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Old 07-26-2020, 01:55 PM   #29
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Originally Posted by tuffr2 View Post
So, I take it the towing from the dealer to your house did not go so well. I did not get that from your initial post. But you made it!!! Whew!!!

I did look up the Ranger wheelbase. It does not look so good for the Ranger. The wheelbase is shorter than my old Honda Ridgeline and I know how that went...not good at all.

If looking at a F-150 know they are not all equal. You want the one with the highest 'Occupant and Cargo weight should never exceed xxxx Kilos or xxxx' lbs ' numbers.

Here is a good video to watch.

https://youtu.be/mvWsPaWBmo0
Actually the drive home went fine. There was some first time jitters, but once I was rolling it felt good enough that I quickly got comfortable. Even took it to an empty parking lot for some practice backing in. It was about a 40 mile trip, including highways and side roads. Got it up to 65mph and didn't feel nervous. Also no weather conditions, and weekend evening traffic levels. I obviously took it extra easy, but I'm generally not an aggressive driver so it came naturally.
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Old 07-26-2020, 02:07 PM   #30
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Originally Posted by tuffr2 View Post
So, I take it the towing from the dealer to your house did not go so well. I did not get that from your initial post. But you made it!!! Whew!!!

I did look up the Ranger wheelbase. It does not look so good for the Ranger. The wheelbase is shorter than my old Honda Ridgeline and I know how that went...not good at all.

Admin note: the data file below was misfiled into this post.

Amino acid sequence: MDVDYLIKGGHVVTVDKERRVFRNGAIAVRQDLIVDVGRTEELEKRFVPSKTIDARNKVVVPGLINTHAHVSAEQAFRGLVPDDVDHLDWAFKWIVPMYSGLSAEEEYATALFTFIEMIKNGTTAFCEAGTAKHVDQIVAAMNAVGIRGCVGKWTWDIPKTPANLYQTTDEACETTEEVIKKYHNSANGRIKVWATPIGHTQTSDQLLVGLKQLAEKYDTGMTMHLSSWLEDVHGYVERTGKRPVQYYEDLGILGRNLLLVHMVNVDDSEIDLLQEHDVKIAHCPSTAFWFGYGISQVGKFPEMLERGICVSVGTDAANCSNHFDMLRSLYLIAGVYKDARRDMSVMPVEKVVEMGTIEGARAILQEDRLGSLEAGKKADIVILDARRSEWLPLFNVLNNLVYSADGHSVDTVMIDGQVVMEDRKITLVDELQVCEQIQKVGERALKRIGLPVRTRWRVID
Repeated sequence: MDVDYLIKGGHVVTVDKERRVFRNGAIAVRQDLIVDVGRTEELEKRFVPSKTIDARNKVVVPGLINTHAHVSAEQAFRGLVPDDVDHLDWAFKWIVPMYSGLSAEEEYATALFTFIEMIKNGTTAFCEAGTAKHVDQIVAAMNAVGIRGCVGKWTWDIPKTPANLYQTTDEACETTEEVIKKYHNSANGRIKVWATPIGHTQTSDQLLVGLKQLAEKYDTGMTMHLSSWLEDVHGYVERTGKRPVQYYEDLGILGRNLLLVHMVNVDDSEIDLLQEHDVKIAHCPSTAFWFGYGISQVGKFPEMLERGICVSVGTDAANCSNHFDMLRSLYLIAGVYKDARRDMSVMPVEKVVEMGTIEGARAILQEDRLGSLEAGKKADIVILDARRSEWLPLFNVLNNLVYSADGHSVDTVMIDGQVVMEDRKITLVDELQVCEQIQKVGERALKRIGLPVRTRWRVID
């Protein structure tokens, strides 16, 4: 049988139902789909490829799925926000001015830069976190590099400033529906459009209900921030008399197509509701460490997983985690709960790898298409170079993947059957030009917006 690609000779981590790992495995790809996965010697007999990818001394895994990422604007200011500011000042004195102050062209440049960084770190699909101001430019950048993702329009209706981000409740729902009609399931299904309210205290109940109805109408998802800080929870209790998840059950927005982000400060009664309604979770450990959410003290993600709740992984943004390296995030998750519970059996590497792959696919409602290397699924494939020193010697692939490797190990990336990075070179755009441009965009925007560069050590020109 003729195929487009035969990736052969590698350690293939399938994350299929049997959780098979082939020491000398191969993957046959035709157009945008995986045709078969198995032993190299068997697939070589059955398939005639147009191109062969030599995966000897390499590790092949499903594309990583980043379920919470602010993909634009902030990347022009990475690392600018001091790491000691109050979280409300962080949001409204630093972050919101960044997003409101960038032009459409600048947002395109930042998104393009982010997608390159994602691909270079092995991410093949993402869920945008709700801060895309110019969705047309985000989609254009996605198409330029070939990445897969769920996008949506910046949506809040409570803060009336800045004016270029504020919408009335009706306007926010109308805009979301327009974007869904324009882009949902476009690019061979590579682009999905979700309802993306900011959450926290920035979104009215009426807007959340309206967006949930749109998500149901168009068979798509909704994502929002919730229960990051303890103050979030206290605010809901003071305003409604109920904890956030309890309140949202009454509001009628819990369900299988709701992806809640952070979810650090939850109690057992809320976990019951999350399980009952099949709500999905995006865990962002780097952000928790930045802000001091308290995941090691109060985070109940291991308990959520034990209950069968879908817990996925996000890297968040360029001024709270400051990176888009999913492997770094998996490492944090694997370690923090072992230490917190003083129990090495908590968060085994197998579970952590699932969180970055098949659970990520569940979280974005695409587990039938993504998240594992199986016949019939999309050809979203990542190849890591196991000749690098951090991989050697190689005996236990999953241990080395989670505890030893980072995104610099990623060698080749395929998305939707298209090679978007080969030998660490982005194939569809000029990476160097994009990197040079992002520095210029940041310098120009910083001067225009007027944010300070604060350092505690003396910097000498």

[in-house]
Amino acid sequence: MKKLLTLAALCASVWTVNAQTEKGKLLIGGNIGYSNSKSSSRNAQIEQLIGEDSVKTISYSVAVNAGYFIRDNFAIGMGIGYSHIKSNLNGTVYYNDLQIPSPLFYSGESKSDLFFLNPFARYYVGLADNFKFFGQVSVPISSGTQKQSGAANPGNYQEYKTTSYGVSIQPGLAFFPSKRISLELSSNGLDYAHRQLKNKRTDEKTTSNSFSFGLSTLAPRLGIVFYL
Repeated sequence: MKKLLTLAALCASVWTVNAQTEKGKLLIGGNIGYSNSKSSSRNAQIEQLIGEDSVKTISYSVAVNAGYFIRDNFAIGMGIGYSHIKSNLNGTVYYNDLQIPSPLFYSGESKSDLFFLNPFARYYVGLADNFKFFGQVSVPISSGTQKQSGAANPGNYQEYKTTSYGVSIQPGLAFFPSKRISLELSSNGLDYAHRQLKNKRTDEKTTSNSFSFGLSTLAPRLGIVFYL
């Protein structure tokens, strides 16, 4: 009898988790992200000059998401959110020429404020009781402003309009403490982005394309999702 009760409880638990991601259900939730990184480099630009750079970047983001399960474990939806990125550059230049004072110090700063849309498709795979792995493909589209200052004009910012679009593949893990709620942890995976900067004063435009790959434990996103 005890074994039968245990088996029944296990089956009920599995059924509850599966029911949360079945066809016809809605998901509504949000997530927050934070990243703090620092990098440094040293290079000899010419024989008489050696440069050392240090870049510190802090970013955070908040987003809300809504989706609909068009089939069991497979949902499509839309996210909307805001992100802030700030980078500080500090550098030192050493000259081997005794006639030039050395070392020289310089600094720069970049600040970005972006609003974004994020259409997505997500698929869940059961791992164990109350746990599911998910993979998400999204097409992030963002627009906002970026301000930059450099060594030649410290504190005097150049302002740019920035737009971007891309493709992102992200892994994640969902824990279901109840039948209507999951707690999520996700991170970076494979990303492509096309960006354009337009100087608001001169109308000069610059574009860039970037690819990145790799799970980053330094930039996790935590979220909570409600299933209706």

If looking at a F-150 know they are not all equal. You want the one with the highest 'Occupant and Cargo weight should never exceed xxxx Kilos or xxxx' lbs ' numbers.

Here is a good video to watch.

https://youtu.be/mvWsPaWBmo0
I really appreciate your help. Could you take a look at this listing? Its so confusing bc some of the wt specs on this dealer listing don't match the Ford website. Is it the engine that I should filter on? 3.5L >2.7L? Obviously budget is now an issue.

https://www.metrofordofmadison.com/n...EW1E41LFC01428
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Old 07-26-2020, 02:17 PM   #31
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The other thing is I've been working from home, so barely put 250 miles on the Ranger so far. Not sure if I should just trade in now or take some of the advice I've seen and take it on some test trips. I don't want to put too many miles and have less leverage at trade in if I'm going to end up wanting F150 anyways.
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Old 07-26-2020, 02:48 PM   #32
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Forget about the Ford website if you have the actual truck on a dealer lot. Just focus on payload. Two trucks - one with 1,550 lbs. payload and one with 1,750lbs payload pick the truck with 1,750lbs...but look for a truck with 1,800lbs. payload...if they have one.

But wait, if you can tow at 65 mph without being too squirrely I think you are ok. Can you tow with one hand on the steering wheel? I am trying to gauge how squirrely things were for you.